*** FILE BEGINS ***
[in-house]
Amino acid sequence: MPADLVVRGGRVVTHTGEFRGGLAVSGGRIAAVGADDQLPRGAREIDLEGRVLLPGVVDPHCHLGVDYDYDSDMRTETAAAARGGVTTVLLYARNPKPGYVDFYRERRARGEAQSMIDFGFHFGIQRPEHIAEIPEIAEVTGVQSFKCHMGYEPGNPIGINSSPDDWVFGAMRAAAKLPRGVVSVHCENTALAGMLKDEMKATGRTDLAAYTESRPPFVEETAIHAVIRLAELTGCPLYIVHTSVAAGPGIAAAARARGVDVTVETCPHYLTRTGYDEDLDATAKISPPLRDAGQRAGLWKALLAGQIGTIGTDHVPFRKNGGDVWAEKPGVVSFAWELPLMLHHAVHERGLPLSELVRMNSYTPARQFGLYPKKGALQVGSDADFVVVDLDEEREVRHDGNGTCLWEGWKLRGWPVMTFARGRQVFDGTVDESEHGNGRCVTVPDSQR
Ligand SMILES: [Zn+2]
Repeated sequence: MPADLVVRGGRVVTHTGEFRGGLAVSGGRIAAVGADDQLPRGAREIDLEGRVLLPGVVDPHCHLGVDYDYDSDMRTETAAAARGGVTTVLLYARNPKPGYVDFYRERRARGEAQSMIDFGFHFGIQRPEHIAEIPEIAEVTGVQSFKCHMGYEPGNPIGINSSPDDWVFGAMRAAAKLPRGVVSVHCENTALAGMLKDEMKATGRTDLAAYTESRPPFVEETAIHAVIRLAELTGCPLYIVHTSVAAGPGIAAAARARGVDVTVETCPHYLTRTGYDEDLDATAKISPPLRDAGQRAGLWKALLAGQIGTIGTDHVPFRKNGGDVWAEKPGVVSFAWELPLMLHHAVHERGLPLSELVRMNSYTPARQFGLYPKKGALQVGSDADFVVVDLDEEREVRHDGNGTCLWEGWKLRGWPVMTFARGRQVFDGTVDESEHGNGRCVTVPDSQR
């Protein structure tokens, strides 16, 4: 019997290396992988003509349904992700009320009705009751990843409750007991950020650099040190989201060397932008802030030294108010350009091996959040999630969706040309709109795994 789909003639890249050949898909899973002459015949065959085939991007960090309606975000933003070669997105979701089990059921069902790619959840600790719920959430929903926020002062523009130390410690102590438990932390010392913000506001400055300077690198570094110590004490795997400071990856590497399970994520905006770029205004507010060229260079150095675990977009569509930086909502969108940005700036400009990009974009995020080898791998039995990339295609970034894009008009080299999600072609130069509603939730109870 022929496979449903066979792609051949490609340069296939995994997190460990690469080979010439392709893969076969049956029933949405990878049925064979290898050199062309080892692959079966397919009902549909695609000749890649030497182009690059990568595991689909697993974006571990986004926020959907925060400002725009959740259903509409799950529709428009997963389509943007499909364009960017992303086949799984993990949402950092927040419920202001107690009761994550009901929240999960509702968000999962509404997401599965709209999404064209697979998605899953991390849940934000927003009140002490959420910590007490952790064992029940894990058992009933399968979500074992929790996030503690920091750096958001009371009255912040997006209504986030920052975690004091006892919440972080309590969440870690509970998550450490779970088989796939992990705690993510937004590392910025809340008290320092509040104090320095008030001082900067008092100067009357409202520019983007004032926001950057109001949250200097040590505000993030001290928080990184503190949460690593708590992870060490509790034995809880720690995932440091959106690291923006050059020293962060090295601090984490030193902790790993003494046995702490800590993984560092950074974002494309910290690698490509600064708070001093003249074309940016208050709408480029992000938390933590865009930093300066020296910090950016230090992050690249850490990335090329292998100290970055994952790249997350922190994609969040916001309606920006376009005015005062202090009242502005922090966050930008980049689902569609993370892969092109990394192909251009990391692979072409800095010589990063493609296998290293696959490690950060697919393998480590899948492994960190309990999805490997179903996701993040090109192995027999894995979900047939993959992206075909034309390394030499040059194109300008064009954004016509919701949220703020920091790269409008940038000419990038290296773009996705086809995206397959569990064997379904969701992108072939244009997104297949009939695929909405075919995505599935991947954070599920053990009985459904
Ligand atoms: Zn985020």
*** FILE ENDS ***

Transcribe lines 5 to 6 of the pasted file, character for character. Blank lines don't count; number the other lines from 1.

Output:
């Protein structure tokens, strides 16, 4: 019997290396992988003509349904992700009320009705009751990843409750007991950020650099040190989201060397932008802030030294108010350009091996959040999630969706040309709109795994 789909003639890249050949898909899973002459015949065959085939991007960090309606975000933003070669997105979701089990059921069902790619959840600790719920959430929903926020002062523009130390410690102590438990932390010392913000506001400055300077690198570094110590004490795997400071990856590497399970994520905006770029205004507010060229260079150095675990977009569509930086909502969108940005700036400009990009974009995020080898791998039995990339295609970034894009008009080299999600072609130069509603939730109870 022929496979449903066979792609051949490609340069296939995994997190460990690469080979010439392709893969076969049956029933949405990878049925064979290898050199062309080892692959079966397919009902549909695609000749890649030497182009690059990568595991689909697993974006571990986004926020959907925060400002725009959740259903509409799950529709428009997963389509943007499909364009960017992303086949799984993990949402950092927040419920202001107690009761994550009901929240999960509702968000999962509404997401599965709209999404064209697979998605899953991390849940934000927003009140002490959420910590007490952790064992029940894990058992009933399968979500074992929790996030503690920091750096958001009371009255912040997006209504986030920052975690004091006892919440972080309590969440870690509970998550450490779970088989796939992990705690993510937004590392910025809340008290320092509040104090320095008030001082900067008092100067009357409202520019983007004032926001950057109001949250200097040590505000993030001290928080990184503190949460690593708590992870060490509790034995809880720690995932440091959106690291923006050059020293962060090295601090984490030193902790790993003494046995702490800590993984560092950074974002494309910290690698490509600064708070001093003249074309940016208050709408480029992000938390933590865009930093300066020296910090950016230090992050690249850490990335090329292998100290970055994952790249997350922190994609969040916001309606920006376009005015005062202090009242502005922090966050930008980049689902569609993370892969092109990394192909251009990391692979072409800095010589990063493609296998290293696959490690950060697919393998480590899948492994960190309990999805490997179903996701993040090109192995027999894995979900047939993959992206075909034309390394030499040059194109300008064009954004016509919701949220703020920091790269409008940038000419990038290296773009996705086809995206397959569990064997379904969701992108072939244009997104297949009939695929909405075919995505599935991947954070599920053990009985459904
Ligand atoms: Zn985020």